As I’m sure you’re all sick of pictures of the sea and beaches by now, we’ve decided to head inland for a couple of days to Addo Elephant National Park and bore you with pictures of animals instead! Breakfast at Beachwalk B&B was very good and very well prepared and it is a good overnight option. We left a very windy PE about 10am and after a quick pit stop for meat and beer, made a quick detour to see the Nelson Mandela bay Stadium, and got back on the road. The trip was very uneventful and not in the slightest scenic and we were quite glad when we got to Addo around noon. We checked in and did the paperwork but could only get access to our chalet at 2pm, so decided to go for a quick game drive. We soon spotted a warthog with two babies, a tortoise crossing the road (the first of many it turned out!), and a couple of elephants.
The weather was nice and hot and it is very relaxing driving around the park, slowly, while looking for animals, with no other purpose than seeing what is on offer. In some areas the vegetation is really thick and you’d be hard pressed to spot anything unless it jumped out at you, while other areas are nice and open and you can see for long distances. I managed to spot a warthog chasing a cheeky jackal around, which was probably my highlight of the day! We also saw a secretary bird in the middle of trying to attack something in a bush, but we moved on after it was still bumbling about unsuccessfully after 5 minutes.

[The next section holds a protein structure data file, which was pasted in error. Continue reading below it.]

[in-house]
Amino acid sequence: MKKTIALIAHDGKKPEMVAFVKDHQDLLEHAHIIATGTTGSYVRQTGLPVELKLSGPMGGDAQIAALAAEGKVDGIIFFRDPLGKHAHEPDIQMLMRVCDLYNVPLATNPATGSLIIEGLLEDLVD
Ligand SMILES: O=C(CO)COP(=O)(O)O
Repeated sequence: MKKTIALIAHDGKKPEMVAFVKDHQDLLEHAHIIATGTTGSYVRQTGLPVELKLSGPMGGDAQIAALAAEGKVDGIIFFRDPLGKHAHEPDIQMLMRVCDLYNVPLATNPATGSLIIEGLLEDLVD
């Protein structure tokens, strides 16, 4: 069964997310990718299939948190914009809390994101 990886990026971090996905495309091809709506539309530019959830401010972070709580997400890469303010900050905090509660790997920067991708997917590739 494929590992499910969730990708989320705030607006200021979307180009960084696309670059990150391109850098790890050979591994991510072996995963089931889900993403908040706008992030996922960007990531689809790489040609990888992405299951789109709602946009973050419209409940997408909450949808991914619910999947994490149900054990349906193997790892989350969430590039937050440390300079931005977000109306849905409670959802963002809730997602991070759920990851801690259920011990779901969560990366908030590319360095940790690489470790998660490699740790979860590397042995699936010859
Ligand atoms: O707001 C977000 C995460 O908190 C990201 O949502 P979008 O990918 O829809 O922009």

We picked up our key from reception and were unpacked by around 3pm. The chalet was quite high up with great views of some open veld in front of us – that I spent hours looking at trying to find animals over the next couple of days! We headed out a bit later for another drive but our earlier session was more successful, and we returned to camp knackered and ready for a cold beer. We made good use of the braai facilities and sat around the fire with a beer until our food was done, which was lovely!
The chalet is pretty well equipped and has most of the things you need for cooking, though you also have the option of eating at the Cattle Baron, which is the local camp restaurant. We ended up in a disabled chalet, and everything was great, with the only problem being that the only mirror in the chalet was at wheelchair height over the bath. Surely disabled people travel with able bodied people who need mirrors as well?